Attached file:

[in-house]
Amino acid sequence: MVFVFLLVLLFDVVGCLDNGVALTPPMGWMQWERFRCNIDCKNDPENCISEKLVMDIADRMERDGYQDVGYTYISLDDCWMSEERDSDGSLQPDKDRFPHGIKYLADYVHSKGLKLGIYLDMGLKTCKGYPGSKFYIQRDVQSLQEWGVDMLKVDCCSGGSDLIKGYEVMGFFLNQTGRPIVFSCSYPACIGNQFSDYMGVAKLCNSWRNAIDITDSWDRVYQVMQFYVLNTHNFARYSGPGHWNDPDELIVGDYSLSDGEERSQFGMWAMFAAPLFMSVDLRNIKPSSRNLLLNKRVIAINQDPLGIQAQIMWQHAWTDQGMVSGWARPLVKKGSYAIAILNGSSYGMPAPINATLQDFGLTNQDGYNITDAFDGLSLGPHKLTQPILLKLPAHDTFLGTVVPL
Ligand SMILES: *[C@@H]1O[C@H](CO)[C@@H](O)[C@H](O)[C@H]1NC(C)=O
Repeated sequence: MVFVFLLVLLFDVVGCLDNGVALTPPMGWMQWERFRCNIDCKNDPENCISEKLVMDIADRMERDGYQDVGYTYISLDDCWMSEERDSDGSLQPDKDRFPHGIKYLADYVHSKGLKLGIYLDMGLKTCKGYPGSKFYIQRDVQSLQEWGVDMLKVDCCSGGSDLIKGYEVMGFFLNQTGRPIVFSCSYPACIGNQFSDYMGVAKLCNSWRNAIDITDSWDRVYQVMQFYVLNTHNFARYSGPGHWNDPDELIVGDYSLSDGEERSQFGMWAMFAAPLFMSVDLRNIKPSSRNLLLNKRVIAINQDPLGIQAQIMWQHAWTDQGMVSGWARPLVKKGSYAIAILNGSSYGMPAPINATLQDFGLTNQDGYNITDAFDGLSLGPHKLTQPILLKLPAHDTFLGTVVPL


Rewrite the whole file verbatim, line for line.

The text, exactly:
[in-house]
Amino acid sequence: MVFVFLLVLLFDVVGCLDNGVALTPPMGWMQWERFRCNIDCKNDPENCISEKLVMDIADRMERDGYQDVGYTYISLDDCWMSEERDSDGSLQPDKDRFPHGIKYLADYVHSKGLKLGIYLDMGLKTCKGYPGSKFYIQRDVQSLQEWGVDMLKVDCCSGGSDLIKGYEVMGFFLNQTGRPIVFSCSYPACIGNQFSDYMGVAKLCNSWRNAIDITDSWDRVYQVMQFYVLNTHNFARYSGPGHWNDPDELIVGDYSLSDGEERSQFGMWAMFAAPLFMSVDLRNIKPSSRNLLLNKRVIAINQDPLGIQAQIMWQHAWTDQGMVSGWARPLVKKGSYAIAILNGSSYGMPAPINATLQDFGLTNQDGYNITDAFDGLSLGPHKLTQPILLKLPAHDTFLGTVVPL
Ligand SMILES: *[C@@H]1O[C@H](CO)[C@@H](O)[C@H](O)[C@H]1NC(C)=O
Repeated sequence: MVFVFLLVLLFDVVGCLDNGVALTPPMGWMQWERFRCNIDCKNDPENCISEKLVMDIADRMERDGYQDVGYTYISLDDCWMSEERDSDGSLQPDKDRFPHGIKYLADYVHSKGLKLGIYLDMGLKTCKGYPGSKFYIQRDVQSLQEWGVDMLKVDCCSGGSDLIKGYEVMGFFLNQTGRPIVFSCSYPACIGNQFSDYMGVAKLCNSWRNAIDITDSWDRVYQVMQFYVLNTHNFARYSGPGHWNDPDELIVGDYSLSDGEERSQFGMWAMFAAPLFMSVDLRNIKPSSRNLLLNKRVIAINQDPLGIQAQIMWQHAWTDQGMVSGWARPLVKKGSYAIAILNGSSYGMPAPINATLQDFGLTNQDGYNITDAFDGLSLGPHKLTQPILLKLPAHDTFLGTVVPL